* The film ''Open Graves'' ''Film/OpenGraves'' had a similar concept to the above, but with a board game. Anyone who picked up an "Open Graves" card would die in real life exactly as the card described. The person left alive at the end would get a wish. (Which he used to turn back time and undo all the deaths. [[spoiler: Too bad his wish wasn't specific enough. He never said anything about wanting to remember the events that had occured, so the whole thing ended up being a GroundhogDayLoop.]])



* In ''{{Jumanji}}'' by Chris Van Allsburg, two children find a game board someone abandoned in a park. When they play it, it conjures up animals and causes other distortions to reality. Unlike most examples of this trope, it is possible to stop playing the game of Jumanji, but finishing the game is the only way to make its changes to reality disappear. Adapted into a live-action film and an animated series.
** ''{{Zathura}}'', by the same author, is essentially the same thing [[AC:[[RecycledInSpace In SPACE!]]]]

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* In ''{{Jumanji}}'' ''Literature/{{Jumanji}}'' by Chris Van Allsburg, two children find a game board someone abandoned in a park. When they play it, it conjures up animals and causes other distortions to reality. Unlike most examples of this trope, it is possible to stop playing the game of Jumanji, but finishing the game is the only way to make its changes to reality disappear. Adapted into a live-action film and an animated series.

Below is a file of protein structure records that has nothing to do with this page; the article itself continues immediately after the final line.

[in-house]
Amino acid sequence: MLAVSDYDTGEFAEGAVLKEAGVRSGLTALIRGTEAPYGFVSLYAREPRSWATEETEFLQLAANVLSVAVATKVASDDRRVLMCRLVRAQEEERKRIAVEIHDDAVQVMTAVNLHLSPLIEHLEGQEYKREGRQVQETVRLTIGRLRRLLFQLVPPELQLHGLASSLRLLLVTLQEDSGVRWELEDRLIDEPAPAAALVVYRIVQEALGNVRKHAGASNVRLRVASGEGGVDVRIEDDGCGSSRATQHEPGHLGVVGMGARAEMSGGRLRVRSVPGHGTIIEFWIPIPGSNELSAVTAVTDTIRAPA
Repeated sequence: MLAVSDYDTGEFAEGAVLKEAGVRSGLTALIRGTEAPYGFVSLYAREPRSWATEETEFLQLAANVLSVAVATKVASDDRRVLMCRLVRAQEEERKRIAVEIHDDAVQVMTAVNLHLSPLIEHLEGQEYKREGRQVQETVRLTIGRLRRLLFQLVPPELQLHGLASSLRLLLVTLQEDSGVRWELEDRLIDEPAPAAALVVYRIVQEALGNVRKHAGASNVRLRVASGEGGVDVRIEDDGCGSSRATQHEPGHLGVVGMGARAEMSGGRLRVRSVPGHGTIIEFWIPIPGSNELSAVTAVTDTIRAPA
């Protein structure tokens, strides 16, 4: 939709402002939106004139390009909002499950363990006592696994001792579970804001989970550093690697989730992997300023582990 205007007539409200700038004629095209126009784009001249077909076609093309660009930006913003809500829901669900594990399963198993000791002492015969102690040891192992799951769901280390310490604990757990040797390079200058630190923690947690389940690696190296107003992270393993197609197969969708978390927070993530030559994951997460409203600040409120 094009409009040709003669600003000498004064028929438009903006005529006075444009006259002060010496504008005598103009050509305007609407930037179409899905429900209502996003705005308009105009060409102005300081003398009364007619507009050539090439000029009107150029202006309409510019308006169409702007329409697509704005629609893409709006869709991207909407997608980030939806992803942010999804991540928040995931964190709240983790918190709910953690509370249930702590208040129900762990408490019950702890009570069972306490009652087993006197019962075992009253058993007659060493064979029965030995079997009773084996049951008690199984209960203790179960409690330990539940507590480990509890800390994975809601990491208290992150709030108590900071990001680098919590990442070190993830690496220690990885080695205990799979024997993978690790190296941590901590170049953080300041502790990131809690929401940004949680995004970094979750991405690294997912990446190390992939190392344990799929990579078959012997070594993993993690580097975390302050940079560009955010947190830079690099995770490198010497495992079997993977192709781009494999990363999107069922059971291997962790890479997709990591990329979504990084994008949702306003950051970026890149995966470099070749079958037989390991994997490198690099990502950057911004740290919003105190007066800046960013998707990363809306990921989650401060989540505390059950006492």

** ''{{Zathura}}'', * ''Literature/{{Zathura}}'', by the same author, author as ''Jumanji'', is essentially the same thing [[AC:[[RecycledInSpace In SPACE!]]]]



* ''EndersGame'' by Orson Scott Card is an example, although in that case the protagonist only realizes this after the game is over.
* L. J. Smith, the writer of ''TheVampireDiaries'', also wrote a trilogy called ''[[Literature/TheForbiddenGame The Forbidden Game]]'' where a [[StalkerWithACrush being]] from [[AnotherDimension another dimension]] haunts a young woman after catching a glimpse of her when she is a child. When she is grown, he effortlessly tricks her and her friends into playing a board game. The situation becomes a classic example of this trope.

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* ''EndersGame'' ''Literature/EndersGame'' by Orson Scott Card is an example, although in that case the protagonist only realizes this after the game is over.
* L. J. Smith, the writer of ''TheVampireDiaries'', ''Literature/TheVampireDiaries'', also wrote a trilogy called ''[[Literature/TheForbiddenGame The Forbidden Game]]'' where a [[StalkerWithACrush being]] from [[AnotherDimension another dimension]] haunts a young woman after catching a glimpse of her when she is a child. When she is grown, he effortlessly tricks her and her friends into playing a board game. The situation becomes a classic example of this trope.